After Chu and Schramm arrived at this conclusion many other researchers have compared classroom instruction to distance education. Wetzel, Radtke, and Stern (1994) scientists at the Naval Personnel Research and Training Center, then located in in San Diego, California, summarized the results of comparative studies until the mid 1990s. Their summary, among other important findings undated that there was no statistically significant difference between learning via educational media and face-to-dace instruction. Amore recent example is a study conducted by Johnson, Aragon, Shaik, and Palma-Rivas (2000). Researchers in this study compared learning outcomes of an online course with a similar course taught face-to-face. The study concluded “there was no difference between the two course formats in several measures of learning outcomes” (Johnson et al., 2000, p. 29). Invariably, comparative studies of distance education and classroom instruction show “no statistically significant difference.” Another recent meta-analysis of 19 studies out of an original pool of 700, which met the carefully selected criteria of authors, Machtmes and Asher (2000) confirmed previous conclusions that “there does not appear to be a difference in achievement between distance and traditional learners” (p. 43).
Early researchers also studied the attitude of students and teachers towards television. Both faculty and students showed a more favorable attitude towards teaching and learning via television, once they had experience in teaching a course via TV, or taking a course on TV. In general, students preferred to be in a conventional classroom, but favored a TV course, if the classroom was a large lecture hall. Among students, according to Wetzel, Radtke, and Stern (1994) “relevant factors are the extent of personal contact with the instructor and quality of instruction.”
In the 1960s the Civil Rights movement and other social developments brought to light the plight of the children living in inner cities who were deprived of adequate means of learning. These social concerns lead to the establishment of the Public Broadcasting Service (PBS) and the Corporation for Public Broadcasting (CPB). The task of the CPB was to fund production and broadcast of educational programs. Perhaps the best known and the most successful program funded by CPB is Sesame Street which reached millions of pre-school children throughout the country on the PBS network of stations throughout the country and offered young children the type of early education language development and mathematical thinking that otherwise they would not have received.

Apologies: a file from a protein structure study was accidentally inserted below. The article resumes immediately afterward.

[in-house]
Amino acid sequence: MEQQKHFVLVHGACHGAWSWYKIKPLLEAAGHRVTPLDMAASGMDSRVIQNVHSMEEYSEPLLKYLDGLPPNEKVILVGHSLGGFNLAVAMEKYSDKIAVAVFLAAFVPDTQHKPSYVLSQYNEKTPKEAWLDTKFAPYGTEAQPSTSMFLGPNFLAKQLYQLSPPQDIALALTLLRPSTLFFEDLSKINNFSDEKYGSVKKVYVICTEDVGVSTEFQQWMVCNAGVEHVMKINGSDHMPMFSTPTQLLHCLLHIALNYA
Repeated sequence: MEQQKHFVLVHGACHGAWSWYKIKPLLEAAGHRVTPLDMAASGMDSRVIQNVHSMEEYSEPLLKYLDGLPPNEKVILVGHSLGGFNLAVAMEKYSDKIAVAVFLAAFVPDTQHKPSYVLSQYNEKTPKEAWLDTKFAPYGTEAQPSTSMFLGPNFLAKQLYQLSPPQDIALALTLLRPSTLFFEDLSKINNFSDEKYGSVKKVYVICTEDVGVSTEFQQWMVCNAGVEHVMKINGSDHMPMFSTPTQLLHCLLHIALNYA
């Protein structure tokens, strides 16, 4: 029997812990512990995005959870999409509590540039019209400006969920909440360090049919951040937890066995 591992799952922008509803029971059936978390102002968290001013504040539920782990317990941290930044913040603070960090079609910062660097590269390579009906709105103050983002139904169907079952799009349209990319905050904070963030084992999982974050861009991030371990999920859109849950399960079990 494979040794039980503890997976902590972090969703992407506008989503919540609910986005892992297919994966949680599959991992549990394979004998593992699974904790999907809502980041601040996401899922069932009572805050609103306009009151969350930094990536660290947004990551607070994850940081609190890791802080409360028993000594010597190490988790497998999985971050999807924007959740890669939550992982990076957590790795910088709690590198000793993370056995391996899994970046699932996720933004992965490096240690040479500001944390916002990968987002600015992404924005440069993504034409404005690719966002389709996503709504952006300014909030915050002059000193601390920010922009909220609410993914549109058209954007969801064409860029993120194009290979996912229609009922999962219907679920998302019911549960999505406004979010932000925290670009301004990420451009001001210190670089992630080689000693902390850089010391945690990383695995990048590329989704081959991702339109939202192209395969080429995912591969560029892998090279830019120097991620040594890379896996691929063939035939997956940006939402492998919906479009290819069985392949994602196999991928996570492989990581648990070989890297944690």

By early 1970’s there was considerable evidence that the medium of communication is not as much of a factor in distance teaching and learning as the quality of instruction, and provision for two-way synchronous, or asynchronous communication between students and instructors. Sesame Street, for example, was a carefully designed and produced educational television program. It also remains to be the most widely evaluated television program ever. Evaluation results indicated that youngsters exposed to Sesame Street had a clear advantage in learning elementary reading, writing, math, and social skills over those who were not exposed to the program, or had less exposure to it. However, this advantage could be enhanced if teachers or parents augmented the viewing session with providing learners advanced organizers prior to viewing and a equation and answer period, or a discussion group after such viewing had taken place.